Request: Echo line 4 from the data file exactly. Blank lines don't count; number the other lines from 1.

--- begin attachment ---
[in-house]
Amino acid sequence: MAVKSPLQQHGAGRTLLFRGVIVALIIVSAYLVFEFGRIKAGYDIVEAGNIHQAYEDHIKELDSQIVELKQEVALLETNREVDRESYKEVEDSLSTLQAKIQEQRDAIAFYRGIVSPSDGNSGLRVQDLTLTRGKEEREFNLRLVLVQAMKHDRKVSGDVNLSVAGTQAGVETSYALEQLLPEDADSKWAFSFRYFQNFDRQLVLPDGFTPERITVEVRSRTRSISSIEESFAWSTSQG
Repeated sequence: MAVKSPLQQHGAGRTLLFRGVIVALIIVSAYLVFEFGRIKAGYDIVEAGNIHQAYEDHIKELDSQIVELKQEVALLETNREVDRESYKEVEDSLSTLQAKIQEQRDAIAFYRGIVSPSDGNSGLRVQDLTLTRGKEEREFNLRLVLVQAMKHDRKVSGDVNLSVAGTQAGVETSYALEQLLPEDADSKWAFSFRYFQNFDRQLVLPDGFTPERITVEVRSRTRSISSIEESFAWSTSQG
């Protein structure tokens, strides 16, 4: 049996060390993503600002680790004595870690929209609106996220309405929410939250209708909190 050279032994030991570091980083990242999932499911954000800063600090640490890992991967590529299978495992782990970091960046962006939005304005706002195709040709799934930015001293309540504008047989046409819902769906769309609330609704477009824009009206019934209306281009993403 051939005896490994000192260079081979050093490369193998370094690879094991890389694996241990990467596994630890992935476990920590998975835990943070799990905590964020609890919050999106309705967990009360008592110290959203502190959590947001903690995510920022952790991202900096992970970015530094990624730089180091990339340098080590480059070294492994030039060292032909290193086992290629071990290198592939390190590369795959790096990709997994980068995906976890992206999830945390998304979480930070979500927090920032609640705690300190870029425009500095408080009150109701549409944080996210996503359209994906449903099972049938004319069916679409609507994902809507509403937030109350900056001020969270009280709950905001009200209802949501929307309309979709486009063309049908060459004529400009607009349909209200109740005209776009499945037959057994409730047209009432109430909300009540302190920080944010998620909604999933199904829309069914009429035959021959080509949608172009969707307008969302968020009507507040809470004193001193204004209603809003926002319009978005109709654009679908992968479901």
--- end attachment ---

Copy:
């Protein structure tokens, strides 16, 4: 049996060390993503600002680790004595870690929209609106996220309405929410939250209708909190 050279032994030991570091980083990242999932499911954000800063600090640490890992991967590529299978495992782990970091960046962006939005304005706002195709040709799934930015001293309540504008047989046409819902769906769309609330609704477009824009009206019934209306281009993403 051939005896490994000192260079081979050093490369193998370094690879094991890389694996241990990467596994630890992935476990920590998975835990943070799990905590964020609890919050999106309705967990009360008592110290959203502190959590947001903690995510920022952790991202900096992970970015530094990624730089180091990339340098080590480059070294492994030039060292032909290193086992290629071990290198592939390190590369795959790096990709997994980068995906976890992206999830945390998304979480930070979500927090920032609640705690300190870029425009500095408080009150109701549409944080996210996503359209994906449903099972049938004319069916679409609507994902809507509403937030109350900056001020969270009280709950905001009200209802949501929307309309979709486009063309049908060459004529400009607009349909209200109740005209776009499945037959057994409730047209009432109430909300009540302190920080944010998620909604999933199904829309069914009429035959021959080509949608172009969707307008969302968020009507507040809470004193001193204004209603809003926002319009978005109709654009679908992968479901």